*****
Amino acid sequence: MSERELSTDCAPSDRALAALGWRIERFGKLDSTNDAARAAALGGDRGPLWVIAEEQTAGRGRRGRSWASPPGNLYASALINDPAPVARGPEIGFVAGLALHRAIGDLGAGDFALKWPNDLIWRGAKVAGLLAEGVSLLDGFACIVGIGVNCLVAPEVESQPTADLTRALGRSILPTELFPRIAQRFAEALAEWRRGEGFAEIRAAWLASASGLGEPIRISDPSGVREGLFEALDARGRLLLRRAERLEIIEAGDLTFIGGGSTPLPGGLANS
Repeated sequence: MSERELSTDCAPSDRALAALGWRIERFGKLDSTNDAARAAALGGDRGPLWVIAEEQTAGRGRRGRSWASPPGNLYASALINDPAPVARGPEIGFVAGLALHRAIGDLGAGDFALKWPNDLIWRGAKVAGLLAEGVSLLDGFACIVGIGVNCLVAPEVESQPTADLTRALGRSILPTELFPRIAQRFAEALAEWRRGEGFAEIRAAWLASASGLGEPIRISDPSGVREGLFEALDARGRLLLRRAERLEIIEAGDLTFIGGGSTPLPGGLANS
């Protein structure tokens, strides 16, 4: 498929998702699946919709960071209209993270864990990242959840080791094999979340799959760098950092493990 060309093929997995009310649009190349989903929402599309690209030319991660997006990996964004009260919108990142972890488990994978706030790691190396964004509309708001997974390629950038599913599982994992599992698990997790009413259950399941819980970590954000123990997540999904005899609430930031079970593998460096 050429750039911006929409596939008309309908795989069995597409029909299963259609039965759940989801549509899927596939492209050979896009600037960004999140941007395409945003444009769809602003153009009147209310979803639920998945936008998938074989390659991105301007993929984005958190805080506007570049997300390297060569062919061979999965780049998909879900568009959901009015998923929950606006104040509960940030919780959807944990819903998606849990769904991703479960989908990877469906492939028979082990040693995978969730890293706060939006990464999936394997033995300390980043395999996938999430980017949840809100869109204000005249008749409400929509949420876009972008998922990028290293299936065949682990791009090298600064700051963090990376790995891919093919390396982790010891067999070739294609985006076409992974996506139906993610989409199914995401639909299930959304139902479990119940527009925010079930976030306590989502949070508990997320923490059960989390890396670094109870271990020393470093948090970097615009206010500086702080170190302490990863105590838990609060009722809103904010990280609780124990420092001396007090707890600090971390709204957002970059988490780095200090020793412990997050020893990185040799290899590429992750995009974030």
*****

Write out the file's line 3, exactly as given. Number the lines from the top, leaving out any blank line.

């Protein structure tokens, strides 16, 4: 498929998702699946919709960071209209993270864990990242959840080791094999979340799959760098950092493990 060309093929997995009310649009190349989903929402599309690209030319991660997006990996964004009260919108990142972890488990994978706030790691190396964004509309708001997974390629950038599913599982994992599992698990997790009413259950399941819980970590954000123990997540999904005899609430930031079970593998460096 050429750039911006929409596939008309309908795989069995597409029909299963259609039965759940989801549509899927596939492209050979896009600037960004999140941007395409945003444009769809602003153009009147209310979803639920998945936008998938074989390659991105301007993929984005958190805080506007570049997300390297060569062919061979999965780049998909879900568009959901009015998923929950606006104040509960940030919780959807944990819903998606849990769904991703479960989908990877469906492939028979082990040693995978969730890293706060939006990464999936394997033995300390980043395999996938999430980017949840809100869109204000005249008749409400929509949420876009972008998922990028290293299936065949682990791009090298600064700051963090990376790995891919093919390396982790010891067999070739294609985006076409992974996506139906993610989409199914995401639909299930959304139902479990119940527009925010079930976030306590989502949070508990997320923490059960989390890396670094109870271990020393470093948090970097615009206010500086702080170190302490990863105590838990609060009722809103904010990280609780124990420092001396007090707890600090971390709204957002970059988490780095200090020793412990997050020893990185040799290899590429992750995009974030």